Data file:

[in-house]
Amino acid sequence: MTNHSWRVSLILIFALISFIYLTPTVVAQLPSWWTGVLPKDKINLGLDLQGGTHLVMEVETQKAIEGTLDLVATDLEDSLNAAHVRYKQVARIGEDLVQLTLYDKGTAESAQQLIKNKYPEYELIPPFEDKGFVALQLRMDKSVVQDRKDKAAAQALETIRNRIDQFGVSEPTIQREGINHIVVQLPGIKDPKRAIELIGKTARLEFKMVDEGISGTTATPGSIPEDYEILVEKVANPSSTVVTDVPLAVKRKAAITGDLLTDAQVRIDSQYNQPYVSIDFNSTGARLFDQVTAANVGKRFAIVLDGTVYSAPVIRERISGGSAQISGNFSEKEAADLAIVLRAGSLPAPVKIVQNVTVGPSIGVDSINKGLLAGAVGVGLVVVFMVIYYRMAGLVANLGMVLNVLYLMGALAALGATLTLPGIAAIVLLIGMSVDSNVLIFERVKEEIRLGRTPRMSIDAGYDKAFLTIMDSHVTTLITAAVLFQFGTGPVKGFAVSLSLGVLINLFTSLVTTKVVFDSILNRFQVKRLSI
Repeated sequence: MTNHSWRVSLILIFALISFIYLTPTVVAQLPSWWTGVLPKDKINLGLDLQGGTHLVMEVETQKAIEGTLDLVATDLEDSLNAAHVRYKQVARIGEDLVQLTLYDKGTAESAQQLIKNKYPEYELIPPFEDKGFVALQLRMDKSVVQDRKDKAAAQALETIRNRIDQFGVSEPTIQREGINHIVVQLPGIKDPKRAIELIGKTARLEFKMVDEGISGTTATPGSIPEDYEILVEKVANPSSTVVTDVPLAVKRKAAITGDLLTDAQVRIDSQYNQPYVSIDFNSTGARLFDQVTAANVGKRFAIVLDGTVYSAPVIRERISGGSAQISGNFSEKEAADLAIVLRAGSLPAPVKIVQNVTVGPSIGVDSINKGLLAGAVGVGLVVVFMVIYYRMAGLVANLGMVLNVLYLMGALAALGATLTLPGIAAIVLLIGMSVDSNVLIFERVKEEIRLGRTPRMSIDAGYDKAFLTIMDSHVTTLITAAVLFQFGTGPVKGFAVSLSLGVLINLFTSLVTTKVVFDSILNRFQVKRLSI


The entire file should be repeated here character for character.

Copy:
[in-house]
Amino acid sequence: MTNHSWRVSLILIFALISFIYLTPTVVAQLPSWWTGVLPKDKINLGLDLQGGTHLVMEVETQKAIEGTLDLVATDLEDSLNAAHVRYKQVARIGEDLVQLTLYDKGTAESAQQLIKNKYPEYELIPPFEDKGFVALQLRMDKSVVQDRKDKAAAQALETIRNRIDQFGVSEPTIQREGINHIVVQLPGIKDPKRAIELIGKTARLEFKMVDEGISGTTATPGSIPEDYEILVEKVANPSSTVVTDVPLAVKRKAAITGDLLTDAQVRIDSQYNQPYVSIDFNSTGARLFDQVTAANVGKRFAIVLDGTVYSAPVIRERISGGSAQISGNFSEKEAADLAIVLRAGSLPAPVKIVQNVTVGPSIGVDSINKGLLAGAVGVGLVVVFMVIYYRMAGLVANLGMVLNVLYLMGALAALGATLTLPGIAAIVLLIGMSVDSNVLIFERVKEEIRLGRTPRMSIDAGYDKAFLTIMDSHVTTLITAAVLFQFGTGPVKGFAVSLSLGVLINLFTSLVTTKVVFDSILNRFQVKRLSI
Repeated sequence: MTNHSWRVSLILIFALISFIYLTPTVVAQLPSWWTGVLPKDKINLGLDLQGGTHLVMEVETQKAIEGTLDLVATDLEDSLNAAHVRYKQVARIGEDLVQLTLYDKGTAESAQQLIKNKYPEYELIPPFEDKGFVALQLRMDKSVVQDRKDKAAAQALETIRNRIDQFGVSEPTIQREGINHIVVQLPGIKDPKRAIELIGKTARLEFKMVDEGISGTTATPGSIPEDYEILVEKVANPSSTVVTDVPLAVKRKAAITGDLLTDAQVRIDSQYNQPYVSIDFNSTGARLFDQVTAANVGKRFAIVLDGTVYSAPVIRERISGGSAQISGNFSEKEAADLAIVLRAGSLPAPVKIVQNVTVGPSIGVDSINKGLLAGAVGVGLVVVFMVIYYRMAGLVANLGMVLNVLYLMGALAALGATLTLPGIAAIVLLIGMSVDSNVLIFERVKEEIRLGRTPRMSIDAGYDKAFLTIMDSHVTTLITAAVLFQFGTGPVKGFAVSLSLGVLINLFTSLVTTKVVFDSILNRFQVKRLSI